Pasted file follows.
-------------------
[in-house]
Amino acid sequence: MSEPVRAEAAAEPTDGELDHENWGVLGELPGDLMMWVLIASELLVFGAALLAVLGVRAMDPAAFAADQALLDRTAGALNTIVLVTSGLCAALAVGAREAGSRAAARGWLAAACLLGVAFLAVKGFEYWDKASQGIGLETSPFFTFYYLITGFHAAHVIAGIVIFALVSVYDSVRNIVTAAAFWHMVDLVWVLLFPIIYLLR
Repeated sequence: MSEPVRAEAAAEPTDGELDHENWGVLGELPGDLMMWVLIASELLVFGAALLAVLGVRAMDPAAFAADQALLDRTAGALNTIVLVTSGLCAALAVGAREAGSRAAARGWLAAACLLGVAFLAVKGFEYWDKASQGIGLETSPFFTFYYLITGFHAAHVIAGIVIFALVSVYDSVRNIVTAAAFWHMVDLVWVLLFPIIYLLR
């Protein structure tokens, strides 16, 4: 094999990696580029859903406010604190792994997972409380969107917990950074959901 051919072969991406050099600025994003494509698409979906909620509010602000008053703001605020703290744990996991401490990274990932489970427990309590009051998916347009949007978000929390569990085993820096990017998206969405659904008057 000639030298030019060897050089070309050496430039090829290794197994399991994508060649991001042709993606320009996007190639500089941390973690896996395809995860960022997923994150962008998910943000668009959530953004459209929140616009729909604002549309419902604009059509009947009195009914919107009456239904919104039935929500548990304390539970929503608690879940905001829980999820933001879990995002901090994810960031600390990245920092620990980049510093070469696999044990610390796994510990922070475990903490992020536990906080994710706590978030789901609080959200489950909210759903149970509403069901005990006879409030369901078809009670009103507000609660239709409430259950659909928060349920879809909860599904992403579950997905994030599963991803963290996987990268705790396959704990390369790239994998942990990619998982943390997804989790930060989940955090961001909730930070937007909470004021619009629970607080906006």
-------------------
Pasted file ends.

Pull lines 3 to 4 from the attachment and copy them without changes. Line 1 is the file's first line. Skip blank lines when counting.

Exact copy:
Repeated sequence: MSEPVRAEAAAEPTDGELDHENWGVLGELPGDLMMWVLIASELLVFGAALLAVLGVRAMDPAAFAADQALLDRTAGALNTIVLVTSGLCAALAVGAREAGSRAAARGWLAAACLLGVAFLAVKGFEYWDKASQGIGLETSPFFTFYYLITGFHAAHVIAGIVIFALVSVYDSVRNIVTAAAFWHMVDLVWVLLFPIIYLLR
């Protein structure tokens, strides 16, 4: 094999990696580029859903406010604190792994997972409380969107917990950074959901 051919072969991406050099600025994003494509698409979906909620509010602000008053703001605020703290744990996991401490990274990932489970427990309590009051998916347009949007978000929390569990085993820096990017998206969405659904008057 000639030298030019060897050089070309050496430039090829290794197994399991994508060649991001042709993606320009996007190639500089941390973690896996395809995860960022997923994150962008998910943000668009959530953004459209929140616009729909604002549309419902604009059509009947009195009914919107009456239904919104039935929500548990304390539970929503608690879940905001829980999820933001879990995002901090994810960031600390990245920092620990980049510093070469696999044990610390796994510990922070475990903490992020536990906080994710706590978030789901609080959200489950909210759903149970509403069901005990006879409030369901078809009670009103507000609660239709409430259950659909928060349920879809909860599904992403579950997905994030599963991803963290996987990268705790396959704990390369790239994998942990990619998982943390997804989790930060989940955090961001909730930070937007909470004021619009629970607080906006």